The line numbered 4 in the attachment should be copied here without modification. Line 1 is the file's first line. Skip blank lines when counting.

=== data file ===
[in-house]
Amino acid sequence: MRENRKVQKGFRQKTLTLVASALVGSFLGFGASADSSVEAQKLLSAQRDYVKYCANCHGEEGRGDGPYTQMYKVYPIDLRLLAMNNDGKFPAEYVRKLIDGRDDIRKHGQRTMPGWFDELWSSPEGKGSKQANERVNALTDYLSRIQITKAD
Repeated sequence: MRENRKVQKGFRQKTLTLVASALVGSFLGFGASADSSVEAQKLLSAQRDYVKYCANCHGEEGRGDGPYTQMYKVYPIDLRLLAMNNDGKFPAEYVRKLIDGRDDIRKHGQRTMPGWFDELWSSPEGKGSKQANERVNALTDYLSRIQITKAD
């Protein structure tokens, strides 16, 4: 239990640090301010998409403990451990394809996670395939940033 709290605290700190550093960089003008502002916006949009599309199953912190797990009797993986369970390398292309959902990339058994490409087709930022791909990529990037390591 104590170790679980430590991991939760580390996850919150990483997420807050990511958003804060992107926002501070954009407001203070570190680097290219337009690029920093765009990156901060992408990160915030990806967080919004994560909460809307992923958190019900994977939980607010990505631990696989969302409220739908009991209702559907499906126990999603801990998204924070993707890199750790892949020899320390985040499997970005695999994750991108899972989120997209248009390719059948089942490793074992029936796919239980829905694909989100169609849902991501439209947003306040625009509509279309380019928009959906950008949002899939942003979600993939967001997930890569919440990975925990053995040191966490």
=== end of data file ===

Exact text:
């Protein structure tokens, strides 16, 4: 239990640090301010998409403990451990394809996670395939940033 709290605290700190550093960089003008502002916006949009599309199953912190797990009797993986369970390398292309959902990339058994490409087709930022791909990529990037390591 104590170790679980430590991991939760580390996850919150990483997420807050990511958003804060992107926002501070954009407001203070570190680097290219337009690029920093765009990156901060992408990160915030990806967080919004994560909460809307992923958190019900994977939980607010990505631990696989969302409220739908009991209702559907499906126990999603801990998204924070993707890199750790892949020899320390985040499997970005695999994750991108899972989120997209248009390719059948089942490793074992029936796919239980829905694909989100169609849902991501439209947003306040625009509509279309380019928009959906950008949002899939942003979600993939967001997930890569919440990975925990053995040191966490």